• Custom scripts – Can be used to directly modify registry entries within the HKEY_CURRENT_USER hive, either during the deployment build process or afterwards during deployment of target computers. There are three drawbacks to this. First, you must somehow determine which registry entries are the ones you want to modify. Second, some HKCU registry entries are dynamically determined which can overwrite any manual changes you make to them. And third, if you make a mistake directly modifying the registry you can trash your system. So be careful with this approach and use it only as a last resort.


The new method in Windows 7 for customizing the default user profile is more time-consuming and involved than the method used in previous versions of Windows, but at least it works as intended. Unfortunately not every desktop shell setting can survive the CopyProfile process, so alternate approaches such as Group Policy, Group Policy Preferences and/or custom scripts may have to be used if you need to customize certain undetermined aspects of the shell. In the sixth and final article of this series, we’ll discuss some other issues and provide you with some tips and additional resources that can help you work with the sometimes difficult problem of customizing the default profile for Windows 7 deployments.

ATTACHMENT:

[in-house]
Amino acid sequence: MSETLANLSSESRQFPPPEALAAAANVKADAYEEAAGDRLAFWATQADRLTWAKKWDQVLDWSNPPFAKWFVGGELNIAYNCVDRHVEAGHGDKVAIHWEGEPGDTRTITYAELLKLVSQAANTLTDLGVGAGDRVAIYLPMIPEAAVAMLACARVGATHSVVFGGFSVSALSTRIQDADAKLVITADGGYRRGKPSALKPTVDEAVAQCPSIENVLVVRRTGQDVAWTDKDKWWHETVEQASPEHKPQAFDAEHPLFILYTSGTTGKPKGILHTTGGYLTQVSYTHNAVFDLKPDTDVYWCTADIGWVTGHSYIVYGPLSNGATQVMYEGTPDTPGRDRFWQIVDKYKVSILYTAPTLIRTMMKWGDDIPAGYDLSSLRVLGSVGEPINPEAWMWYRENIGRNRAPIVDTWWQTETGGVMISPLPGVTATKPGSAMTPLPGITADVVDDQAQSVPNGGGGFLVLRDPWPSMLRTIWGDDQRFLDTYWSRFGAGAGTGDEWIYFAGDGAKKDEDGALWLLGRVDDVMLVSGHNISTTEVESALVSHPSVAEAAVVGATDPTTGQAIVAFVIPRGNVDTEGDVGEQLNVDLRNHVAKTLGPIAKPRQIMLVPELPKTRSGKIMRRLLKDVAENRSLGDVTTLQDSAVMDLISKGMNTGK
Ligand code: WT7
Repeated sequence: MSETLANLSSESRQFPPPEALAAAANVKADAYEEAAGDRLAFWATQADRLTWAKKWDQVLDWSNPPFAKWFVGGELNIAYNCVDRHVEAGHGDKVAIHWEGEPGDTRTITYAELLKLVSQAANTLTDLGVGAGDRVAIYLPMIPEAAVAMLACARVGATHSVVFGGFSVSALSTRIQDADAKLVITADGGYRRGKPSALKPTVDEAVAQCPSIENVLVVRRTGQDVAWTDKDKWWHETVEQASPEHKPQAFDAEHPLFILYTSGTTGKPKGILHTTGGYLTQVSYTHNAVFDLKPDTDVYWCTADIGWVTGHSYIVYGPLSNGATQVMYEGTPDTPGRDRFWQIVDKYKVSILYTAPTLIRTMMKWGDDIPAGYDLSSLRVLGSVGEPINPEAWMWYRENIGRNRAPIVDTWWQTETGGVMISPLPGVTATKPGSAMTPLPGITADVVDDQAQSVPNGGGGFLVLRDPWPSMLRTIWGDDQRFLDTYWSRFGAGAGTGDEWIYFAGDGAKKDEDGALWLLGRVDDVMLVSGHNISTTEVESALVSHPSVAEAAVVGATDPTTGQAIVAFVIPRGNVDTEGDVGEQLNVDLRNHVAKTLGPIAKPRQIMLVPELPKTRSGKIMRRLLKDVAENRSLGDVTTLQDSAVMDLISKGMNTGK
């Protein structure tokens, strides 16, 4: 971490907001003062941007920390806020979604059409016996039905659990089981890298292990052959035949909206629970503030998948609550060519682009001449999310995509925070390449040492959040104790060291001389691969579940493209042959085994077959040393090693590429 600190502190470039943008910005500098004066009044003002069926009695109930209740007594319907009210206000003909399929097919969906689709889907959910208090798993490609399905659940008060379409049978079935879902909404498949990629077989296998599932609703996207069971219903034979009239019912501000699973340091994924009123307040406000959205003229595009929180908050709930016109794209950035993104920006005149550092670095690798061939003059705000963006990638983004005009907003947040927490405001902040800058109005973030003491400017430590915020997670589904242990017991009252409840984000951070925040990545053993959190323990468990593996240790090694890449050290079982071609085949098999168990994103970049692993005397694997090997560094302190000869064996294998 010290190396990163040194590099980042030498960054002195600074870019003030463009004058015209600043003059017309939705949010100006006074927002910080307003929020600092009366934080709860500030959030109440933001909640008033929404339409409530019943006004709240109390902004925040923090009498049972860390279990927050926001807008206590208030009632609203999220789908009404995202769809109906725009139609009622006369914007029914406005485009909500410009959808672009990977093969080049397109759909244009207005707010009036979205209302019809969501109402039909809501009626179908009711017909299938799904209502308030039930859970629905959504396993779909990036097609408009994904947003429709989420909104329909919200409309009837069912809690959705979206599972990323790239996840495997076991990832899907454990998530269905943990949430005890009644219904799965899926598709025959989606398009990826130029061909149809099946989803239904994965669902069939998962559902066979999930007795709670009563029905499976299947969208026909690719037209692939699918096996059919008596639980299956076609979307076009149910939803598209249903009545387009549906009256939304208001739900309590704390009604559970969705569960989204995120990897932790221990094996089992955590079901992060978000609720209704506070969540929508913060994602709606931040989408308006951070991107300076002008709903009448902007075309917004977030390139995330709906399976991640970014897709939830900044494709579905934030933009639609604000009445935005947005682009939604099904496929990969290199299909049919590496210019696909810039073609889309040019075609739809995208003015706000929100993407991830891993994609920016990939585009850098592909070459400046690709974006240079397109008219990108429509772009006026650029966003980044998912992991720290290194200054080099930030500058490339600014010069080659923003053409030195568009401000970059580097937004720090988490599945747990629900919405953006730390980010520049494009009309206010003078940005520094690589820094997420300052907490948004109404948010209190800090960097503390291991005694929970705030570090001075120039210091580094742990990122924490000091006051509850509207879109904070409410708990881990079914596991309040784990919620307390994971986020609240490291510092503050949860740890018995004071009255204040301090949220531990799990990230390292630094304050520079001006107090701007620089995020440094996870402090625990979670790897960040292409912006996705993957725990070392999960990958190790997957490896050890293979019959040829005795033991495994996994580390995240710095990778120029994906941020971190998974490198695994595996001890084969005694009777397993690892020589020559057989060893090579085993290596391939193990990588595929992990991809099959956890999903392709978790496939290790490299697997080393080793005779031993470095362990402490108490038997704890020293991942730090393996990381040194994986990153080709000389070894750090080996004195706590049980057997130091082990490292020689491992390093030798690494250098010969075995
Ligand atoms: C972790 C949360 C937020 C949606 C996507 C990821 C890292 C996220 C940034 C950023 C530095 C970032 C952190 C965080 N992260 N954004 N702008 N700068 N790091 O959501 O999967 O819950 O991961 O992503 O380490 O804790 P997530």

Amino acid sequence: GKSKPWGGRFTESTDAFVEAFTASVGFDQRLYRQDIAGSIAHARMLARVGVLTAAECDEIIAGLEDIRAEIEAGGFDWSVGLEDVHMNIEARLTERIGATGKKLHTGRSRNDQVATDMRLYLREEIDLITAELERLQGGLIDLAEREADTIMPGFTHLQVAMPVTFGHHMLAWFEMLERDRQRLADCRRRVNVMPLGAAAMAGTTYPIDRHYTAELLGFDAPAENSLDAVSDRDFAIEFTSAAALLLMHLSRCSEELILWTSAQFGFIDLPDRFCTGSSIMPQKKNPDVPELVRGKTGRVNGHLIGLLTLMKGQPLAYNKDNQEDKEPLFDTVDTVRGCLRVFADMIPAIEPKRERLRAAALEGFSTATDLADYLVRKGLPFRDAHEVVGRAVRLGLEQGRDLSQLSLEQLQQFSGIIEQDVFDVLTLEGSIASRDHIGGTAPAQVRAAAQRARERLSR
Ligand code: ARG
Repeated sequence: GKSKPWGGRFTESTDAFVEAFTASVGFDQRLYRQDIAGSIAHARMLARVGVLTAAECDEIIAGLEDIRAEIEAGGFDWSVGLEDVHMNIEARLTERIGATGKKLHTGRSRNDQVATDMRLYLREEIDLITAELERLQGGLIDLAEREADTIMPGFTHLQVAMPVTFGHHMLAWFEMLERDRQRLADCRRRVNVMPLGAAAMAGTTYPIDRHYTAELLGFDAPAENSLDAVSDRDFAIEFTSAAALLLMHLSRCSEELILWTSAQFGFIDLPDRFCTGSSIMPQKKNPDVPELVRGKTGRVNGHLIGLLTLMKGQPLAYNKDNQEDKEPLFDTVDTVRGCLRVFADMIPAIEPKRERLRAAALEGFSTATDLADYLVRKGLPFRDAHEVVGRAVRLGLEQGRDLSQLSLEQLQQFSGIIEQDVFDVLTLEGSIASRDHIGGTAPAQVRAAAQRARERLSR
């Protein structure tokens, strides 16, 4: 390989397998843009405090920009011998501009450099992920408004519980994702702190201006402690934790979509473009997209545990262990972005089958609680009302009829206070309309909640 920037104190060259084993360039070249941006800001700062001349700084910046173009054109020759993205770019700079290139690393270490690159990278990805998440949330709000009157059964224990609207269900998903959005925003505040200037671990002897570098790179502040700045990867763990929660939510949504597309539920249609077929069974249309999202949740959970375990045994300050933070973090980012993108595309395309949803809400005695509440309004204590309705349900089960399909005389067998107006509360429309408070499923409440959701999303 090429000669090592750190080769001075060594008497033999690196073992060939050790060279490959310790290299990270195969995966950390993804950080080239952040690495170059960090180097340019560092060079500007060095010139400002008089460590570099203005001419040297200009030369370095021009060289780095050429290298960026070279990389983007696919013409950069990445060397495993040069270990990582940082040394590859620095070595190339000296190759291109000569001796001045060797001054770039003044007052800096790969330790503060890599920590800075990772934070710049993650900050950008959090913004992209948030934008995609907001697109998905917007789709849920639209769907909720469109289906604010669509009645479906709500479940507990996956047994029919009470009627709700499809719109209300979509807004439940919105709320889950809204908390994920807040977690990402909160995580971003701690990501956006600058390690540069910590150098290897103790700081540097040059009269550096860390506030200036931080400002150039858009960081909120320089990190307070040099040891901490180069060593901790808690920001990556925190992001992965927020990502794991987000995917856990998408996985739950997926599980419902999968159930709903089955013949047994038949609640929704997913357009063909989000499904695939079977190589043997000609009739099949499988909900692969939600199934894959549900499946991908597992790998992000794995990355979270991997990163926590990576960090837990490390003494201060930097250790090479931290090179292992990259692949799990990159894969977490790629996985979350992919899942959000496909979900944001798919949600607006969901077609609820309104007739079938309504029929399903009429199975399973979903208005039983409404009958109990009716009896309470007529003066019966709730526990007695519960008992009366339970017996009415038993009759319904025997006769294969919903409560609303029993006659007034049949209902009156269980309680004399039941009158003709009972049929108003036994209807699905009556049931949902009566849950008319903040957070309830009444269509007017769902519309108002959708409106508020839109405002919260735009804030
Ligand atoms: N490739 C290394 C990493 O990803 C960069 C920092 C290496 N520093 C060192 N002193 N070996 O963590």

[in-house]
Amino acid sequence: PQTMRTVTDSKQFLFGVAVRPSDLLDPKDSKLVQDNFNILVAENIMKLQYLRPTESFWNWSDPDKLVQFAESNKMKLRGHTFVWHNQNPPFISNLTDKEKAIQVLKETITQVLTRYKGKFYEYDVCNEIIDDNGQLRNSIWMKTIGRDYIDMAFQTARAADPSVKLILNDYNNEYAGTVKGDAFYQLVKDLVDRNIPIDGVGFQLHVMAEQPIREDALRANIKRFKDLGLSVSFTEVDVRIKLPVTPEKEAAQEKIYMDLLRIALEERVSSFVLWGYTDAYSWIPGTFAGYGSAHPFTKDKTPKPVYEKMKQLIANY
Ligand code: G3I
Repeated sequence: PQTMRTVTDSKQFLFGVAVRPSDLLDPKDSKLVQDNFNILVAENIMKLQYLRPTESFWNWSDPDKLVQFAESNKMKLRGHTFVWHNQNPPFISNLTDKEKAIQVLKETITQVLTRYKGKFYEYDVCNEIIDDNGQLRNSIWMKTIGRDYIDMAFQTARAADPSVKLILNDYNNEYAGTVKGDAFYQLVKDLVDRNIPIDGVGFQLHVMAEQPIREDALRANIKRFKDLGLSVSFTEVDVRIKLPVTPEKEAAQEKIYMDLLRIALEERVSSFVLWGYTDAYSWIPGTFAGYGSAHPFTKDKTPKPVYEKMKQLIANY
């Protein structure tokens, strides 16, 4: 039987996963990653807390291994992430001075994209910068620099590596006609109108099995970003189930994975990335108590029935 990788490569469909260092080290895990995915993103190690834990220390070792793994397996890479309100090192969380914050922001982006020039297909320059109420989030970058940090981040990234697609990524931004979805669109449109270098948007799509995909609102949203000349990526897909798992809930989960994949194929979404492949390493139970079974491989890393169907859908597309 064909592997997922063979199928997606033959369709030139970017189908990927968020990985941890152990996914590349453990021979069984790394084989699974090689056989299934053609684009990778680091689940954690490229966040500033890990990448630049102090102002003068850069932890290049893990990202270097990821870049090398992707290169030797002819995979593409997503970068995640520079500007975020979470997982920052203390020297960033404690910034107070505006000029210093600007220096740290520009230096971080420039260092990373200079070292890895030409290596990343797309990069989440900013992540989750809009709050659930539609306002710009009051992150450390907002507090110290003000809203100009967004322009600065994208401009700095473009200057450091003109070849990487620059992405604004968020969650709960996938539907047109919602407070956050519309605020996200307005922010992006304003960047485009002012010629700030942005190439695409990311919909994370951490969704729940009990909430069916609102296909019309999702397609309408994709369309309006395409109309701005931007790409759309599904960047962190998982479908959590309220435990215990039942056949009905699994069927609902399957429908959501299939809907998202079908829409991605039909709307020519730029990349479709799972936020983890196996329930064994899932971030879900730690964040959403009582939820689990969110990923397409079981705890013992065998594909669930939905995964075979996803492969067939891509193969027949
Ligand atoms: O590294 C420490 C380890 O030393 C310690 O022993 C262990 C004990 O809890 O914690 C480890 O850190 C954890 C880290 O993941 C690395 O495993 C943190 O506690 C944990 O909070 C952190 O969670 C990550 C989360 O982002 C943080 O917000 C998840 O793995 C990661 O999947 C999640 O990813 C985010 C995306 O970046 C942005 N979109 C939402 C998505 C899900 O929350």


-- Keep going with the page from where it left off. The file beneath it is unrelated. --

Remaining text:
If you would like to read the other parts in this article series please go to:

About The Author

Leave a Comment

Your email address will not be published. Required fields are marked *

This site is protected by reCAPTCHA and the Google Privacy Policy and Terms of Service apply.

Scroll to Top